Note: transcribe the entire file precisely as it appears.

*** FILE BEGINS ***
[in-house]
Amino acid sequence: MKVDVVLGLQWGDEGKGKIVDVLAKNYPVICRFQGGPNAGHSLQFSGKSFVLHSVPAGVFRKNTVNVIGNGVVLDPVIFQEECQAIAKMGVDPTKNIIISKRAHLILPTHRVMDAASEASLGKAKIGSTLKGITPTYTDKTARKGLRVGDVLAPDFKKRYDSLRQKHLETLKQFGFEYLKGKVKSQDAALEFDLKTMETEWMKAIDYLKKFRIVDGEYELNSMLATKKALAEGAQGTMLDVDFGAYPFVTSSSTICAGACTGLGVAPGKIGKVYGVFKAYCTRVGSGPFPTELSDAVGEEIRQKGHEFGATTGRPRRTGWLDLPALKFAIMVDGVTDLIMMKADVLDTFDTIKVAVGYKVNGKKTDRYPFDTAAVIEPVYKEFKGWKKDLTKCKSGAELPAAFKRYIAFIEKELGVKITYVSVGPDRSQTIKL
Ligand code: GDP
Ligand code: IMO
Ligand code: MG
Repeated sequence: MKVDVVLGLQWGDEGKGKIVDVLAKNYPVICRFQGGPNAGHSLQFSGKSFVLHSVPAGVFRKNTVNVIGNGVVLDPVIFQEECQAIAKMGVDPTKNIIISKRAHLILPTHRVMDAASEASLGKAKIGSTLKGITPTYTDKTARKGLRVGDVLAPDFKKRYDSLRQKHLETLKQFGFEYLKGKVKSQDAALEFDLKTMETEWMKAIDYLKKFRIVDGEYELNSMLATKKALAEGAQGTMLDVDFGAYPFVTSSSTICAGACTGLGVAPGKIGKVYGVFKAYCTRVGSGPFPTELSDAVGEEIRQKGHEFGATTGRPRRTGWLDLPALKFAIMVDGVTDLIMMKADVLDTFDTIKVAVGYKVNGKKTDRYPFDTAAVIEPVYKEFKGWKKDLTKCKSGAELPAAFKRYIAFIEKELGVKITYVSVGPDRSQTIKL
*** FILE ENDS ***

[in-house]
Amino acid sequence: MKVDVVLGLQWGDEGKGKIVDVLAKNYPVICRFQGGPNAGHSLQFSGKSFVLHSVPAGVFRKNTVNVIGNGVVLDPVIFQEECQAIAKMGVDPTKNIIISKRAHLILPTHRVMDAASEASLGKAKIGSTLKGITPTYTDKTARKGLRVGDVLAPDFKKRYDSLRQKHLETLKQFGFEYLKGKVKSQDAALEFDLKTMETEWMKAIDYLKKFRIVDGEYELNSMLATKKALAEGAQGTMLDVDFGAYPFVTSSSTICAGACTGLGVAPGKIGKVYGVFKAYCTRVGSGPFPTELSDAVGEEIRQKGHEFGATTGRPRRTGWLDLPALKFAIMVDGVTDLIMMKADVLDTFDTIKVAVGYKVNGKKTDRYPFDTAAVIEPVYKEFKGWKKDLTKCKSGAELPAAFKRYIAFIEKELGVKITYVSVGPDRSQTIKL
Ligand code: GDP
Ligand code: IMO
Ligand code: MG
Repeated sequence: MKVDVVLGLQWGDEGKGKIVDVLAKNYPVICRFQGGPNAGHSLQFSGKSFVLHSVPAGVFRKNTVNVIGNGVVLDPVIFQEECQAIAKMGVDPTKNIIISKRAHLILPTHRVMDAASEASLGKAKIGSTLKGITPTYTDKTARKGLRVGDVLAPDFKKRYDSLRQKHLETLKQFGFEYLKGKVKSQDAALEFDLKTMETEWMKAIDYLKKFRIVDGEYELNSMLATKKALAEGAQGTMLDVDFGAYPFVTSSSTICAGACTGLGVAPGKIGKVYGVFKAYCTRVGSGPFPTELSDAVGEEIRQKGHEFGATTGRPRRTGWLDLPALKFAIMVDGVTDLIMMKADVLDTFDTIKVAVGYKVNGKKTDRYPFDTAAVIEPVYKEFKGWKKDLTKCKSGAELPAAFKRYIAFIEKELGVKITYVSVGPDRSQTIKL